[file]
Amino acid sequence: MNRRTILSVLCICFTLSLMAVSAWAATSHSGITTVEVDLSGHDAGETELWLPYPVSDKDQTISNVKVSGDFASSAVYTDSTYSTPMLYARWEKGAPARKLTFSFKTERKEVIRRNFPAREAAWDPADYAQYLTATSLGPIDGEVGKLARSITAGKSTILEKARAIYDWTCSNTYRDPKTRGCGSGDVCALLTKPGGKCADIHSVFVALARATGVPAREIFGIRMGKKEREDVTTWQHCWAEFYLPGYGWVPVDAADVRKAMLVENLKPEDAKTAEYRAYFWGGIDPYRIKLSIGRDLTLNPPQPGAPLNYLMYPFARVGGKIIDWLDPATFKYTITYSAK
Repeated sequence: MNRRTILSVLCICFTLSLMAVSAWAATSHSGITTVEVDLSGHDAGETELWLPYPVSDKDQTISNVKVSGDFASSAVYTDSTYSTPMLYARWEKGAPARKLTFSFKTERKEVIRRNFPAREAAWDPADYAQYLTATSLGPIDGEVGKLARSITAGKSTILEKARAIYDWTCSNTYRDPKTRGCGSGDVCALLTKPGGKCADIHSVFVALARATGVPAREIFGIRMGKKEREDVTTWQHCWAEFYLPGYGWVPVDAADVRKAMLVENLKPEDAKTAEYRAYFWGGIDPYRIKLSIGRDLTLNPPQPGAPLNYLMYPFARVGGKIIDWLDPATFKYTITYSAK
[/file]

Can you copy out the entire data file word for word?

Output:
Amino acid sequence: MNRRTILSVLCICFTLSLMAVSAWAATSHSGITTVEVDLSGHDAGETELWLPYPVSDKDQTISNVKVSGDFASSAVYTDSTYSTPMLYARWEKGAPARKLTFSFKTERKEVIRRNFPAREAAWDPADYAQYLTATSLGPIDGEVGKLARSITAGKSTILEKARAIYDWTCSNTYRDPKTRGCGSGDVCALLTKPGGKCADIHSVFVALARATGVPAREIFGIRMGKKEREDVTTWQHCWAEFYLPGYGWVPVDAADVRKAMLVENLKPEDAKTAEYRAYFWGGIDPYRIKLSIGRDLTLNPPQPGAPLNYLMYPFARVGGKIIDWLDPATFKYTITYSAK
Repeated sequence: MNRRTILSVLCICFTLSLMAVSAWAATSHSGITTVEVDLSGHDAGETELWLPYPVSDKDQTISNVKVSGDFASSAVYTDSTYSTPMLYARWEKGAPARKLTFSFKTERKEVIRRNFPAREAAWDPADYAQYLTATSLGPIDGEVGKLARSITAGKSTILEKARAIYDWTCSNTYRDPKTRGCGSGDVCALLTKPGGKCADIHSVFVALARATGVPAREIFGIRMGKKEREDVTTWQHCWAEFYLPGYGWVPVDAADVRKAMLVENLKPEDAKTAEYRAYFWGGIDPYRIKLSIGRDLTLNPPQPGAPLNYLMYPFARVGGKIIDWLDPATFKYTITYSAK